The United States has never been burdened with such expectations. The score -- quite rightly in most instances -- has been the only thing that matters. Yet the time might be right for letting aesthetic concerns take on more importance, and Sunday's friendly against Ecuador at Raymond James Stadium in Tampa, Fla., would be a good place to start.


And Mexico play Ecuador on Wednesday, the 28th, at Oakland's McAfee Coliseum. Sold out. Would be nice to be able to scalp some tickets for that one.


National Weather Service Servers Down

Guess someone forgot to pay the bill on time, cause we're getting '403 Access Denied' errors along with '404 Not Found' errors from the NWS.

Expect our weather forecasting to remain broken until our government catches up on its hosting bill.

...NWS servers back up.


Anyone can play pick-up soccer

Even former presidents:

A short man wearing blue jeans and a windbreaker joined the other schlumps in the long line at the Department of Motor Vehicles office in Redwood City last September.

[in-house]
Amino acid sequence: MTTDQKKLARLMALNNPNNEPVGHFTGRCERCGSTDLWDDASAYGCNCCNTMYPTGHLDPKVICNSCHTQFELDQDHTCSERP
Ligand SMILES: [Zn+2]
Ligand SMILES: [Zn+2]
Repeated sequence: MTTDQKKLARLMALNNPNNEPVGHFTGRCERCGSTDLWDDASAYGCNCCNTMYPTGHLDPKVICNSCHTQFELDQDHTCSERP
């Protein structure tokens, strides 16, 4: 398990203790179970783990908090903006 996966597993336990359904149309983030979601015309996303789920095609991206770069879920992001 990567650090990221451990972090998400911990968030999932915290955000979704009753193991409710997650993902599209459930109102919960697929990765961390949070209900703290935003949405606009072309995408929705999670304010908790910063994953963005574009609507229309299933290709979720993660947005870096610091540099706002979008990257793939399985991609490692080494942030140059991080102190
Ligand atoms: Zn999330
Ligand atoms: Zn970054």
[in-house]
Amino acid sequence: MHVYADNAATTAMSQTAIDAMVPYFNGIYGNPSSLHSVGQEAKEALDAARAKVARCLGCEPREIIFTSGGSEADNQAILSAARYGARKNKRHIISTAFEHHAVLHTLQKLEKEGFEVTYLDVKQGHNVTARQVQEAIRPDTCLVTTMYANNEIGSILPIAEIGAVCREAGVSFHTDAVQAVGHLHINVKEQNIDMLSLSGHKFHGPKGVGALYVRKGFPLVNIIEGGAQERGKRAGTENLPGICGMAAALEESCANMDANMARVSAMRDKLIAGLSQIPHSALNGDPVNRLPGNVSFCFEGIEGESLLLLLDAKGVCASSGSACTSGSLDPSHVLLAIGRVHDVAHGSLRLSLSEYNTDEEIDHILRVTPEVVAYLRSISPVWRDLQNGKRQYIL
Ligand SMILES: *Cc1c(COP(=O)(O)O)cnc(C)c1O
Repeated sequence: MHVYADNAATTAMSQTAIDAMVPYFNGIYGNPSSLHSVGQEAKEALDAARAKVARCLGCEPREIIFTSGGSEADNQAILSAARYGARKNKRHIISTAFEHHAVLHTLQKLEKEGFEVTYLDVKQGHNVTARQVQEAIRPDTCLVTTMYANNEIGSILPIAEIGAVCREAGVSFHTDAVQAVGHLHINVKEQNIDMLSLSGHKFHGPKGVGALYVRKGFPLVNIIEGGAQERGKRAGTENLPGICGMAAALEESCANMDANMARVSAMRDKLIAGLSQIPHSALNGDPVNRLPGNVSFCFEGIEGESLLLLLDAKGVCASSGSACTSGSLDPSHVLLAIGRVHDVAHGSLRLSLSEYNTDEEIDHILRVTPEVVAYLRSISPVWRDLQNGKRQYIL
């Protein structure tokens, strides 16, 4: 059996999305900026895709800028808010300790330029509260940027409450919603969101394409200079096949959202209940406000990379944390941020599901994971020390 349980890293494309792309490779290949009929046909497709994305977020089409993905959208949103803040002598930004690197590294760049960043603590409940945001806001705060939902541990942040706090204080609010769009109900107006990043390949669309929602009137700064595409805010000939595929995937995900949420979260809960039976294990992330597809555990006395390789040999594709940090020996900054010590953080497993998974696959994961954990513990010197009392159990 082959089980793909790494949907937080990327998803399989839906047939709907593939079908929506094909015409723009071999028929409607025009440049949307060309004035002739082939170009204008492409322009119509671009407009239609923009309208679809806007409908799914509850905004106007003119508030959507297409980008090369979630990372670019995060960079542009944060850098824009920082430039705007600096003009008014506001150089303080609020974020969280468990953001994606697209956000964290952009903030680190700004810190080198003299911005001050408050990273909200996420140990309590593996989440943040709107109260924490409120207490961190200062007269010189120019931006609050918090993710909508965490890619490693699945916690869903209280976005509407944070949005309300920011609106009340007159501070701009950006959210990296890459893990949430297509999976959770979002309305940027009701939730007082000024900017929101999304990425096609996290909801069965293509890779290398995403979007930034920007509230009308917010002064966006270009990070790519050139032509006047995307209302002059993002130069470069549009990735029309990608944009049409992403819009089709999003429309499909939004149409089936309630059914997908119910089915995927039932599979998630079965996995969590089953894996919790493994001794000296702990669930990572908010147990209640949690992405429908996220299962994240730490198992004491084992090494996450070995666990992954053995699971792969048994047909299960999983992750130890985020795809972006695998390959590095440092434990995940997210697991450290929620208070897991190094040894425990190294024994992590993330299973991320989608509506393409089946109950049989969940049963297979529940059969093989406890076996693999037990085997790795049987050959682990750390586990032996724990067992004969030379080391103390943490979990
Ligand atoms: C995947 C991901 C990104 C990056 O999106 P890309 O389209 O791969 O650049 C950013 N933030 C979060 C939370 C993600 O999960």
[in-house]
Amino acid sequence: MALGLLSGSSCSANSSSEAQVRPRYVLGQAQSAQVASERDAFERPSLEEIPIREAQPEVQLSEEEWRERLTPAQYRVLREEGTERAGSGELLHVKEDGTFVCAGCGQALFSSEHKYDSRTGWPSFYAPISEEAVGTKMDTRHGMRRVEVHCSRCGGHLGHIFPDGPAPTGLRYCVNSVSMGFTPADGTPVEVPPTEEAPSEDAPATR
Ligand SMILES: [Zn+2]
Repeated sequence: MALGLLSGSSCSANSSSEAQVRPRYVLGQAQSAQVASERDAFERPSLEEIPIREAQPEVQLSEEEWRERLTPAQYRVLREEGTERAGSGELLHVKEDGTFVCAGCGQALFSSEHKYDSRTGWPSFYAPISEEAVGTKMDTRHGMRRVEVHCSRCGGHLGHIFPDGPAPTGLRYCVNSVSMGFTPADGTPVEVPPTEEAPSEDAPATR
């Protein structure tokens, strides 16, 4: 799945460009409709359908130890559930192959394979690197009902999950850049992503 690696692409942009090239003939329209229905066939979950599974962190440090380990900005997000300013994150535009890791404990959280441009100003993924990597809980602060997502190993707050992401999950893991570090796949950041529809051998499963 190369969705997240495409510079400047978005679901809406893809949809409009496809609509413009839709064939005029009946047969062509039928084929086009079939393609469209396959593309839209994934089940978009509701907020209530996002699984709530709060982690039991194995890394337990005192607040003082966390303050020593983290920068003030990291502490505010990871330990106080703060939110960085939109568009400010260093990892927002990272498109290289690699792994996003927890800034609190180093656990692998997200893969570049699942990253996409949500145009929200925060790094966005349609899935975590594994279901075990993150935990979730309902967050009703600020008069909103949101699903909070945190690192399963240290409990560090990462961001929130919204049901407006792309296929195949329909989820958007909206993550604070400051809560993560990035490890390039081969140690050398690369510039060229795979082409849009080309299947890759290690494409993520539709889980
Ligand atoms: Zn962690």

A couple of hours later, the man rejected a friend's suggestion that he pull strings to get a driver's license.

Just then, someone spotted him in line and asked: "What are you doing? Aren't you the president of Peru? Where's your bodyguard?"

"I used to be the president of Peru," replied Alejandro Toledo, whose five-year term ended in July.


Looks like this game.


Largest Indoor Soccer Fields in the U.S.

Welcome to Pontiac, Michigan:

PONTIAC - The largest indoor soccer fields in the United States are to be a feature of a new facility that will be constructed at the Centerpoint complex on the southern edge of the city.